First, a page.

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Repurposed natural gas pipelines


Technology Description

Repurposing implies converting an existing natural gas pipeline into a dedicated hydrogen pipeline. The main elements of the conversion process include nitrogen purging to remove undesirable parts, replacement of compressors, a thorough inspection of the pipeline and the integrity of its components, and replacements of valves and other leak-prone parts, and reconfiguring or replacing gas meters. Due to differences in chemical properties, hydrogen can accelerate pipe degradation through a process known as hydrogen embrittlement, whereby hydrogen induces cracks in the steel. A range of solutions exists to combat this: regularly monitor the integrity of the pipeline, e.g. through in-line inspections (ILI) and pigging; apply a hydrogen barrier coating to protect the pipeline; lower the pipeline pressure until the required threshold value for safe operation is met; and minimise pressure swings. The optimal approach will depend on transport capacity requirements, status of the existing pipeline (e.g. existing fractures) and trade-offs between capital and operating expenditure. There are still challenges on the repurposing of offshore gas pipelines, as the monitoring of the pipeline with the current technology is difficult, and sometimes there is no detailed documentation on the pipeline operation over past years. There is no standard for offshore hydrogen pipelines, unlike the ASME B31.12 for onshore hydrogen pipelines.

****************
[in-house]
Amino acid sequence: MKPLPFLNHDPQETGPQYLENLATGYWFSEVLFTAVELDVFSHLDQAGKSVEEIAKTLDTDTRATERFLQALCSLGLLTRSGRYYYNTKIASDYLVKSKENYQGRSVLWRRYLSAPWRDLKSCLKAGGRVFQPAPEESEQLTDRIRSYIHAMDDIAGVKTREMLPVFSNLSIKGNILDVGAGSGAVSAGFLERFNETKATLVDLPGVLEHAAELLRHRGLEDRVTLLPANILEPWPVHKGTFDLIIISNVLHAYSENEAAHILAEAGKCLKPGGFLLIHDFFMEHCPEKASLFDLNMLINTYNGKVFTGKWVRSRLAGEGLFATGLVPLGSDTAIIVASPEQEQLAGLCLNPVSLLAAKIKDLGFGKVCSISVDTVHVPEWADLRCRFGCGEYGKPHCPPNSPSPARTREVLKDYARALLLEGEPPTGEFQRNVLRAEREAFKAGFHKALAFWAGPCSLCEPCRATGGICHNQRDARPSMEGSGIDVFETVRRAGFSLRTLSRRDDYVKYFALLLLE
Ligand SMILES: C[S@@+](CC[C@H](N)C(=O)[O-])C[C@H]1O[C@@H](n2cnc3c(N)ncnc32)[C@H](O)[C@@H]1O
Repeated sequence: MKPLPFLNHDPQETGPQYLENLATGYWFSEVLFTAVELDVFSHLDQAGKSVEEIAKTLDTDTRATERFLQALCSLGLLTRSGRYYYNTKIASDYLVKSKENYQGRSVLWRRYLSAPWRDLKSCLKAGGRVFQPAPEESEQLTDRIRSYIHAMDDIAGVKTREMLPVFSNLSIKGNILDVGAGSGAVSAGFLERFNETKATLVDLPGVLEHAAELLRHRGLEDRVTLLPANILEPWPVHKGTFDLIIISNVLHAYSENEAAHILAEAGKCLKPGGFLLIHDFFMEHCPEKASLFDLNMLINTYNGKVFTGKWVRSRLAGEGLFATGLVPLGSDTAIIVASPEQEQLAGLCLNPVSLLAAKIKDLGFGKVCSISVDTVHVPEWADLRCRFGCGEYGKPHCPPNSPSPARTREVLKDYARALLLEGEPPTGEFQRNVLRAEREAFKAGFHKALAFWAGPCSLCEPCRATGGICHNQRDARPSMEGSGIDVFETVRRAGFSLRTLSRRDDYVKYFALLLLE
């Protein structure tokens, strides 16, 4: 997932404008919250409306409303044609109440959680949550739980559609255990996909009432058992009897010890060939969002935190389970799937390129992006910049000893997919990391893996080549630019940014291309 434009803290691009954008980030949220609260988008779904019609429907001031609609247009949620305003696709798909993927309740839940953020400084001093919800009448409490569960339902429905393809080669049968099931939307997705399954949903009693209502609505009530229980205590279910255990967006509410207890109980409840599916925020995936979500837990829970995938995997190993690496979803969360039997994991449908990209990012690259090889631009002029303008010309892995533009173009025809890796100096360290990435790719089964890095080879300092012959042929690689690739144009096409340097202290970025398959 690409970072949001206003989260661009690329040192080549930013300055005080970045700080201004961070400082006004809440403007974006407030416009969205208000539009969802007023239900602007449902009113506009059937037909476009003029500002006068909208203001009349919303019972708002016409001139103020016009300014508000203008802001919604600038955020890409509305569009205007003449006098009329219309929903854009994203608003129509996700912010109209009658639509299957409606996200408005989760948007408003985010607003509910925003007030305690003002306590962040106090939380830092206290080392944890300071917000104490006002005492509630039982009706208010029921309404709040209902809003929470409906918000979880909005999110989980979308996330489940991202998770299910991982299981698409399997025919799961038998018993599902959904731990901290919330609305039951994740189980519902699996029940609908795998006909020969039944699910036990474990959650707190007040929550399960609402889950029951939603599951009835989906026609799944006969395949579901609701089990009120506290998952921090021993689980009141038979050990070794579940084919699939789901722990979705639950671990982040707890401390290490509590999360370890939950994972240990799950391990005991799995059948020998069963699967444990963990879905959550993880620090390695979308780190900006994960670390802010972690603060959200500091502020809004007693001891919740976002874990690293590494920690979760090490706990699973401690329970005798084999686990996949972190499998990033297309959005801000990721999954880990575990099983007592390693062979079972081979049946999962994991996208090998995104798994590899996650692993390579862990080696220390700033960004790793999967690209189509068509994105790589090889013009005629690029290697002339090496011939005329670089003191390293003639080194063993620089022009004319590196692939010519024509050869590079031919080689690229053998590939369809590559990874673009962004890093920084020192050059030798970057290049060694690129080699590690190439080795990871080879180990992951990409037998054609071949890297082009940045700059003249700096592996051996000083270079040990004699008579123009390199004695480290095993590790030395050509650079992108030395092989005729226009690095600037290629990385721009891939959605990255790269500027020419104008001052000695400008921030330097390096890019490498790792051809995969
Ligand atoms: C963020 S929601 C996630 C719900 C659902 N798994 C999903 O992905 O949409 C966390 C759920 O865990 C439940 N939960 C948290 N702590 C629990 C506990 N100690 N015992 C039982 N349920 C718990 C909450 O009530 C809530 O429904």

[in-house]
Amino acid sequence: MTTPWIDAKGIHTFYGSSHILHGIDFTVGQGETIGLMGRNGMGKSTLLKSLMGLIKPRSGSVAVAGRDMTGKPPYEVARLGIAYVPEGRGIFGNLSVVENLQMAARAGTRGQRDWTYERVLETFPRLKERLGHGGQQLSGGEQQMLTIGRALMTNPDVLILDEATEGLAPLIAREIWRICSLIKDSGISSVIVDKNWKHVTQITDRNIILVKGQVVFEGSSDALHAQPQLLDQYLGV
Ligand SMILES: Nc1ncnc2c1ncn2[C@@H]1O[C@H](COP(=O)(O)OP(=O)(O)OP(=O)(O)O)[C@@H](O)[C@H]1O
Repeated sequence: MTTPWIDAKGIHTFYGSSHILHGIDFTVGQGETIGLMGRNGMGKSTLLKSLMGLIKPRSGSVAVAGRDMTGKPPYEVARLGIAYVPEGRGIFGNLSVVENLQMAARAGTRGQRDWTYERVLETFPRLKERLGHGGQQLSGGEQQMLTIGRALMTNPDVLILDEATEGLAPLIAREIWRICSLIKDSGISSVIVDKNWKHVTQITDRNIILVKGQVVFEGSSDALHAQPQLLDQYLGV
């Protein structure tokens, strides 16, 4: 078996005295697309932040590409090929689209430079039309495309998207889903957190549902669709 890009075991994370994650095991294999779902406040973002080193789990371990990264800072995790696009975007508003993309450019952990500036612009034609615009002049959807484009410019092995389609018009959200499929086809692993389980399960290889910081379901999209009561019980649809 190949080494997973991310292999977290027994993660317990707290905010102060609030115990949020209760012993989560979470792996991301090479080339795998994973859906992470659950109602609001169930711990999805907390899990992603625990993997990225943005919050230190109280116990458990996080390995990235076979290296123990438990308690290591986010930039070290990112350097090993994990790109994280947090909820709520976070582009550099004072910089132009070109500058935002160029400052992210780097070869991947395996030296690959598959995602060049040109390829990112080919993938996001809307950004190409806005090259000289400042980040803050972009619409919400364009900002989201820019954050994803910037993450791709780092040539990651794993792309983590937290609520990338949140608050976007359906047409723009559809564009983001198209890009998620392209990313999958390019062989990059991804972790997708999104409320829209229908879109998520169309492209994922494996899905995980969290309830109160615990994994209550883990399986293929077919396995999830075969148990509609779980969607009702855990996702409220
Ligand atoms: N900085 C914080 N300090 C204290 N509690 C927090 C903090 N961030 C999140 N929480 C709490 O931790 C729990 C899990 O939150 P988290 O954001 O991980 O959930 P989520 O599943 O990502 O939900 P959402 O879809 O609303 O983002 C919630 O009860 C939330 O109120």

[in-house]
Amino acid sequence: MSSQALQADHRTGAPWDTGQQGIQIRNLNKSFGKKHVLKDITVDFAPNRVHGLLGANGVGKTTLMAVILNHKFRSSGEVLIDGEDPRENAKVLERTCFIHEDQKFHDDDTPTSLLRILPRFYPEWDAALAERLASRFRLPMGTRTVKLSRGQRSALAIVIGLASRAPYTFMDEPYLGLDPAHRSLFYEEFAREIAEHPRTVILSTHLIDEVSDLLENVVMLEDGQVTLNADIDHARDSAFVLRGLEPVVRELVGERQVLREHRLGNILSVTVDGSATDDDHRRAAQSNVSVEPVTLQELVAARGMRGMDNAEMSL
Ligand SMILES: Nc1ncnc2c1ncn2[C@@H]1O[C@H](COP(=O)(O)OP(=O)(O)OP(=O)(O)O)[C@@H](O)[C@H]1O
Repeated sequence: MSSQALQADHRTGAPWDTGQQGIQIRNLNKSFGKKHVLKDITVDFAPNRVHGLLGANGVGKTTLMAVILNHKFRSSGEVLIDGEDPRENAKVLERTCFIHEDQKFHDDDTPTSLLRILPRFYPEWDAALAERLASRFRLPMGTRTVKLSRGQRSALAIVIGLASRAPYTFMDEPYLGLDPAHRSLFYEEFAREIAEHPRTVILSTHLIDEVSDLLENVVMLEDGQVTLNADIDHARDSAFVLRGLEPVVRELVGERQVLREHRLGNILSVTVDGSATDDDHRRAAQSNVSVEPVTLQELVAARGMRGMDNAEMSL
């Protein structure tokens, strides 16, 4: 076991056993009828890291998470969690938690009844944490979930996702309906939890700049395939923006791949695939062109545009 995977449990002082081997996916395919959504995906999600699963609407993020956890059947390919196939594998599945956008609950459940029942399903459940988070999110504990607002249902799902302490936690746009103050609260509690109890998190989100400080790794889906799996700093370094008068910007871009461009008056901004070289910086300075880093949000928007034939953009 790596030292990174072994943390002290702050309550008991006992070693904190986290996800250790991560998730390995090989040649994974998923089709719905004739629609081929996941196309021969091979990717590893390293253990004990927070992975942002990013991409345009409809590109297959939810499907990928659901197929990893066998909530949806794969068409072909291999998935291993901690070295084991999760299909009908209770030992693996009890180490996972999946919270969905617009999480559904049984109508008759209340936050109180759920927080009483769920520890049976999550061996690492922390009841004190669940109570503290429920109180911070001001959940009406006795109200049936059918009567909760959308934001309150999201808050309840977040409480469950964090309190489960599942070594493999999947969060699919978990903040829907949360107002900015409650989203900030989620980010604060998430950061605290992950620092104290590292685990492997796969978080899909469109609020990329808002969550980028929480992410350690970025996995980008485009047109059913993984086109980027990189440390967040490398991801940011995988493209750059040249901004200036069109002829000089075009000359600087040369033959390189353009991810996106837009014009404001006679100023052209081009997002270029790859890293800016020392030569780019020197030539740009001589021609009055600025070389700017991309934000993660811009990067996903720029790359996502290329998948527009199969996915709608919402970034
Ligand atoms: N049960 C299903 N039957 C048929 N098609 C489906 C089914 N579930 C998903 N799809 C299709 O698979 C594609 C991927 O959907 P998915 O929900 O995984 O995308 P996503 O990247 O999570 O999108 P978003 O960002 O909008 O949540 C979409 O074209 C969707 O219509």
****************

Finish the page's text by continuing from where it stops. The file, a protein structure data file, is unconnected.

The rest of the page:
Relevance for Net Zero

Repurposing existing natural gas pipelines to carry hydrogen avoid decommissioning them before the end of their technical lifetime and reduce new material needs, lowering costs and benefitting the environment.

Key Countries


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